Today in 1945, Ho Chi Minh read the Declaration of Independence of Vietnam, declaring Vietnam a republic and independent from France. Unknown to him, Roosevelt, Churchill and Stalin had already met to carve up post-war Vietnam in Potsdam. The country was to be divided in two with the northern half under the control of the Chinese and the southern under the British.
‘To Western eyes, it seemed inconceivable that Ho would make the tremendous sacrifices he did. But in 1946, as war with the French loomed, he cautioned them, “You can kill 10 of my men for every one I kill of yours, yet even at those odds, you will lose and I will win.” The French, convinced of their superiority, ignored his warning and suffered grievously as a result. Senior American officers similarly nurtured the illusion that their sophisticated weapons would inevitably break enemy morale. But, as Ho’s brilliant commander, General Vo Nguyen Giap, told me in Hanoi in 1990, his principal concern had been victory. When I asked him how long he would have resisted the U.S. onslaught, he thundered, “Twenty years, maybe 100 years – as long as it took to win, regardless of cost.” The human toll was horrendous. An estimated 3 million North and South Vietnamese soldiers and civilians died.’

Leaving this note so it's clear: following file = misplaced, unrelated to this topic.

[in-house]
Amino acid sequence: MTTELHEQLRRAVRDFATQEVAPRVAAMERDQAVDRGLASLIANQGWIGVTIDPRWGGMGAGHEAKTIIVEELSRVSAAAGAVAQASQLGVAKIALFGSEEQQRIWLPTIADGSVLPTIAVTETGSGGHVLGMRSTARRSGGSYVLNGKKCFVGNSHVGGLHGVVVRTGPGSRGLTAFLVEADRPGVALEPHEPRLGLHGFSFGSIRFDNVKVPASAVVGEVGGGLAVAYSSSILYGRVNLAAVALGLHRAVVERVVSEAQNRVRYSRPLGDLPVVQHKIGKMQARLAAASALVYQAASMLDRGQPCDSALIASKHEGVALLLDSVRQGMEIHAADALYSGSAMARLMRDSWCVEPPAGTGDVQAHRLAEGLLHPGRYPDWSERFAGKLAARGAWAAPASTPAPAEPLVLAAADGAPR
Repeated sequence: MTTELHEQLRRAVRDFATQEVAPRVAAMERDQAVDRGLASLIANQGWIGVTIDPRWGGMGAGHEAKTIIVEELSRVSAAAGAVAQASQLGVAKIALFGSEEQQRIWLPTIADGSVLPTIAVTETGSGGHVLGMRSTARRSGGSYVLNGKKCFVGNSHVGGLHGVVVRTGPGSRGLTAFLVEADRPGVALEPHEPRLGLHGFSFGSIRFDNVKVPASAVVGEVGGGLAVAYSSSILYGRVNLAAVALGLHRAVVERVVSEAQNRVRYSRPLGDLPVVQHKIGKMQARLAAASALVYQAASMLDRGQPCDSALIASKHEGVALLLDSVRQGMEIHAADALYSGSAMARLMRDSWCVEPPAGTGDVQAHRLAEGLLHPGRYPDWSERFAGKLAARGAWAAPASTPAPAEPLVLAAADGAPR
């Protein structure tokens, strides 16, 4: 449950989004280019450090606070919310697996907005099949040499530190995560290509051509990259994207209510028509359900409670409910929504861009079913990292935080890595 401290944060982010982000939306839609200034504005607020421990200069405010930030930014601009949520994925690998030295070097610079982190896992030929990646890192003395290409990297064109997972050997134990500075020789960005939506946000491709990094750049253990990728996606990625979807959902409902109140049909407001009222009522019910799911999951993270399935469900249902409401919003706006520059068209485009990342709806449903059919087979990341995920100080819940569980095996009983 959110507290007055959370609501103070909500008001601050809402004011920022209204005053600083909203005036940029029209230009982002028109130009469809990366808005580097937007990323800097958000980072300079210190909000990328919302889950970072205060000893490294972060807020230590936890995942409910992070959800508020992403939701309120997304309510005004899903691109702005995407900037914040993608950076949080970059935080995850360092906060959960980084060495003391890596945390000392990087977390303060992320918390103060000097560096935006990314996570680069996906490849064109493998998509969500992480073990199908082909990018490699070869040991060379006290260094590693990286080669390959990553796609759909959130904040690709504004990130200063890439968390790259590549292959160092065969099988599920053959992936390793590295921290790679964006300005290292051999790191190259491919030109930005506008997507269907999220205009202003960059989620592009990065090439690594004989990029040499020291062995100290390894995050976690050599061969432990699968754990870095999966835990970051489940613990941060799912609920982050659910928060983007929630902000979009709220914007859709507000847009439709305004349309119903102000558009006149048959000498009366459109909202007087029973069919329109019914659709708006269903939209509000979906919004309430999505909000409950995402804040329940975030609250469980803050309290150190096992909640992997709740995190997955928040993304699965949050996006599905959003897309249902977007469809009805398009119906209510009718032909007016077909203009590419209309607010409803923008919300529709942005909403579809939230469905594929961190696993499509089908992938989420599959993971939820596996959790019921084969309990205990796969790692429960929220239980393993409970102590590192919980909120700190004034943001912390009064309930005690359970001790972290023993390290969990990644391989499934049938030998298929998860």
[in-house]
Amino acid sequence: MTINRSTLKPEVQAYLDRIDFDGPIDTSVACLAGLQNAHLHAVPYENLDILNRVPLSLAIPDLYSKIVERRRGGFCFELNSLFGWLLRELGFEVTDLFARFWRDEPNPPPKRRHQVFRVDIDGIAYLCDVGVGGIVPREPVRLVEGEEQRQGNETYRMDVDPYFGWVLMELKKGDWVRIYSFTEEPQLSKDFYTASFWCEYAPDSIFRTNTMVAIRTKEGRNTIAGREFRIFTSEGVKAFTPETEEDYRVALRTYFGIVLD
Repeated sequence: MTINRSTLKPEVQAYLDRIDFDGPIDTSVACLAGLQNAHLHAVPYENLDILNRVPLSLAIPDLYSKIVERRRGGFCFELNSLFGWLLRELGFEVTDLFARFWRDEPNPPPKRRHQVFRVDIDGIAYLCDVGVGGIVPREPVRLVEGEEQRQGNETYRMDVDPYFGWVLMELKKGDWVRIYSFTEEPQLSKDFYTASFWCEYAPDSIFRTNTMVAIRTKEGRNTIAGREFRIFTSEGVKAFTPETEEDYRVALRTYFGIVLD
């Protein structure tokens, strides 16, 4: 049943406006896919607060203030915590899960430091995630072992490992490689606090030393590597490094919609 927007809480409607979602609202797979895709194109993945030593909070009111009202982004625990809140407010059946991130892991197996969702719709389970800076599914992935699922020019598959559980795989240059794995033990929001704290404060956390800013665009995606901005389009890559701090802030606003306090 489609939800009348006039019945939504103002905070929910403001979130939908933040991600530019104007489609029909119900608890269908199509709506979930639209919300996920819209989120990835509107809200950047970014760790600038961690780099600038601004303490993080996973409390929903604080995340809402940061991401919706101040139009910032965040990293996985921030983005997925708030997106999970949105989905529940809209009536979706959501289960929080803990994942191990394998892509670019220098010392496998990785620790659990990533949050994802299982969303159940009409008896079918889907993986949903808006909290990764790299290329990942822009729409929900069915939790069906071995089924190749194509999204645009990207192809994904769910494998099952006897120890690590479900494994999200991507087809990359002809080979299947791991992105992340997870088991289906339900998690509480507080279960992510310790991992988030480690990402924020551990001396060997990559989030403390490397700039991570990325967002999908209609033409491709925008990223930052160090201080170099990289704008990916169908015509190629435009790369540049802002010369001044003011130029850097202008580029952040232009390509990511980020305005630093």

Stanley Karnow, Time magazine
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